Obviously, the wrappers have different dimensions with the AFL one holding the Tall Boys cards, but they share the same basic football player drawing, though the Topps variation has a bit more detail showing since it’s larger. The backgrounds on the “front” both have red over yellow backgrounds, and similar “Extra! Magic Rub-Off Emblem” offers “in each package!” However, the CFL emblem example overlaps the red over yellow background due to space limitations. The AFL cards say “Topps Pro Football,” while the CFL wrapper says “Canadian Football.” Also, the Canadian wrapper highlighted the set’s expansion to 132 cards with the words “Big New Series 132 Cards” in white text over a black bubble along the top. The CFL wrapper was only printed in Canada, so the company and printing details on the right side of the wrapper only have a single country referenced. However, the Topps AFL wrapper has American and Canadian licensing information – does anyone know if Topps released the Tall Boy cards in Canada, too (let me know in the comments)?
1965 Topps Football Box Comparison
The boxes are also really similar. They share the same player cartoon in a passing motion. Just like the wrapper, the AFL box says “Topps Pro Football,” while the CFL box says “Canadian Football” on the top. Also, like on the wrappers, the CFL box highlights the “Big New Series 132 Cards” on the front-facing panel. Both front panels also highlight the emblem inserts. I imagine the boxes’ dimensions are different, with the Canadian Football box having 36 standard-sized card packs and the AFL Topps box having 24 Tall Boy packs.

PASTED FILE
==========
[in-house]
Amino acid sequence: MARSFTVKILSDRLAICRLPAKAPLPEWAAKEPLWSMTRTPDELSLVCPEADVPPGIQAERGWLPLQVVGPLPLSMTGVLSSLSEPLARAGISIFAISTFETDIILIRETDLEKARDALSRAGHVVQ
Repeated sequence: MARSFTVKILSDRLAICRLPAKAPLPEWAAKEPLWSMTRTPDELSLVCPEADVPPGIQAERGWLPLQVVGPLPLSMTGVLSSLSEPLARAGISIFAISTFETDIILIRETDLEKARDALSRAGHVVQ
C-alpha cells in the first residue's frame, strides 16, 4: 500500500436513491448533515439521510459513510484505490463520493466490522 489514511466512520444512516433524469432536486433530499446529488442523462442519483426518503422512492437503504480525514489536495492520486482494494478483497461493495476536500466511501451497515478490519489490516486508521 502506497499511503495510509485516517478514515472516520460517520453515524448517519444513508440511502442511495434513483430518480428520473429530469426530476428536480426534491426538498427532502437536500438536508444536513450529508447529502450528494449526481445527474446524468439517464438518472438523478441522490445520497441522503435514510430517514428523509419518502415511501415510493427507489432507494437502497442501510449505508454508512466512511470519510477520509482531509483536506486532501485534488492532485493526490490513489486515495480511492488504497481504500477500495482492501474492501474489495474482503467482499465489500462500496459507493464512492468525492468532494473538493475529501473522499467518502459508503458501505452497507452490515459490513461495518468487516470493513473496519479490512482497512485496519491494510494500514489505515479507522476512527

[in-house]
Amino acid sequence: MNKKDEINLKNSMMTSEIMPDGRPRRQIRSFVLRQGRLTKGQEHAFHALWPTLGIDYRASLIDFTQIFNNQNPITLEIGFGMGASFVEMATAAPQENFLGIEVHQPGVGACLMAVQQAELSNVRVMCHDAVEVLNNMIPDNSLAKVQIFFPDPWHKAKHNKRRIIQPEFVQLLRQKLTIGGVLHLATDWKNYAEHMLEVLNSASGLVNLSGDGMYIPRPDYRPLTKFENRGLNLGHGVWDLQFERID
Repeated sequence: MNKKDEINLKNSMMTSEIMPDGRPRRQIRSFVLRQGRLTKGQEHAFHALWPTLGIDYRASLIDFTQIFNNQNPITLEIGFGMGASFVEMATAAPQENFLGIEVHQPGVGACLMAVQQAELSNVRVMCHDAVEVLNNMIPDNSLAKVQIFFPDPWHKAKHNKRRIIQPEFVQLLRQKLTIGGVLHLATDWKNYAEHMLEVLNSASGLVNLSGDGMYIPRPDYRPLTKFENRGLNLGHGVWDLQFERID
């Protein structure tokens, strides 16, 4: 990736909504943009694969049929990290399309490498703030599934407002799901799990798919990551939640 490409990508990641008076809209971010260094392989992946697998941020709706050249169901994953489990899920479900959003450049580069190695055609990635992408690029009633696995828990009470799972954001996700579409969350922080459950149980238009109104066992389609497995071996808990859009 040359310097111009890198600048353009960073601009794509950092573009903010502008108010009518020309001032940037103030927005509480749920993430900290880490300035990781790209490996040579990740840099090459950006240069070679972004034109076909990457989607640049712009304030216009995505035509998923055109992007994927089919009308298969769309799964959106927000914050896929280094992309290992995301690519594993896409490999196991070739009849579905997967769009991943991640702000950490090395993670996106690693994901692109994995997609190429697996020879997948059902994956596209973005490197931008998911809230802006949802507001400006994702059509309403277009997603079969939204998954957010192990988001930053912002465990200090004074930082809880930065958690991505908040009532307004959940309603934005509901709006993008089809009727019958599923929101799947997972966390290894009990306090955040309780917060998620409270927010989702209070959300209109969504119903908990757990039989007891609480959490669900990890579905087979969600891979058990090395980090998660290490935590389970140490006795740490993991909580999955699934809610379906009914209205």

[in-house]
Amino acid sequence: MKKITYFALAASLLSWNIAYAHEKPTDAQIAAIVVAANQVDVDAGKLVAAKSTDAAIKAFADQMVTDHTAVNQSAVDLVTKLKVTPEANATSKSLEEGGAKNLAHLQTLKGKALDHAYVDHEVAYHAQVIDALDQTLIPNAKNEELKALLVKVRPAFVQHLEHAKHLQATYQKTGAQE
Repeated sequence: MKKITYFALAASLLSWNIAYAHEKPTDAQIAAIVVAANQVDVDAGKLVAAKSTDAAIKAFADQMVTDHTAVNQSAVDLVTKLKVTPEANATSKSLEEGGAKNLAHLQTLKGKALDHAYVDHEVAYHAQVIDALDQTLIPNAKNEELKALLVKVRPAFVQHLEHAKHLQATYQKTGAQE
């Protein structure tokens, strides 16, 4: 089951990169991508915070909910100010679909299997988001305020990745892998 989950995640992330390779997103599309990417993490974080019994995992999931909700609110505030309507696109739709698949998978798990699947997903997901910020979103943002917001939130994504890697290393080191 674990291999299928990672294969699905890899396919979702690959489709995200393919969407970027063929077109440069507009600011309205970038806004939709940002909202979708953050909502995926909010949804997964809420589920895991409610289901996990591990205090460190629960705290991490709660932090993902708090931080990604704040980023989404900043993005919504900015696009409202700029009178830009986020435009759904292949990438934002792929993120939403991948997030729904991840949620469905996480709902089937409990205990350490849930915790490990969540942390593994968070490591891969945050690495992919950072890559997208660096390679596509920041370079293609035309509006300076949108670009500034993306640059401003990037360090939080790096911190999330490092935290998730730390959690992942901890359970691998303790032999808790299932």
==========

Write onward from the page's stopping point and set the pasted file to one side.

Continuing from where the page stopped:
1965 Topps Football Card Comparison
With the wrappers and boxes sharing so many similarities, you’d think that would carry over to the cards, and if you thought that, you’d be half right. The fronts are very different, but the backs share a lot of similarities. The CFL fronts have a two-tone background and, as I said earlier, a weird colorization on the players, while the Tall Boy AFL cards have sharper images and single-colored backgrounds.
The backs, however, are far more similar. Both have basic player vitals and a horizontal layout with a brief paragraph highlighting their career and/or previous season (black print on an orange background) and a cartoon on the right-hand side.
The big differences are:
- The bilingual text on the CFL cards.
- A lighter orange color on the AFL card backs.
- A more “cartoony” cartoon on the AFL cards.
And just because I’m ChecklistGuy, both sets have incredible checklist cards, but they don’t share much in common.
Conclusion and Further Reading
This comparison of the 1965 Topps AFL and 1965 Topps/OPC CFL football cards has sparked a new interest in diving deeper into the licensing and design differences between Topps and O-Pee-Chee cards in the vintage hobby. I think there are a lot more hidden stories and unique stories to be discovered and discussed.
If you enjoyed this look, you might also be interested in reading the following items here on the blog:
- First, this article from November 2021, where I detailed The Three Original Topps Tall Boy Sets.
- Next, you’ll want to check out the 1965 Topps and 1965 Topps CFL sets on the Unopened archive for more photos.
- And last, if you’re a fan of Joe Namath and his 1965 Topps rookie, you might also want to pick up his 1991 Upper Deck Autograph Heroes Series card.
Happy collecting, and if you haven’t already, please sign up for The Post War Cards Newsletter!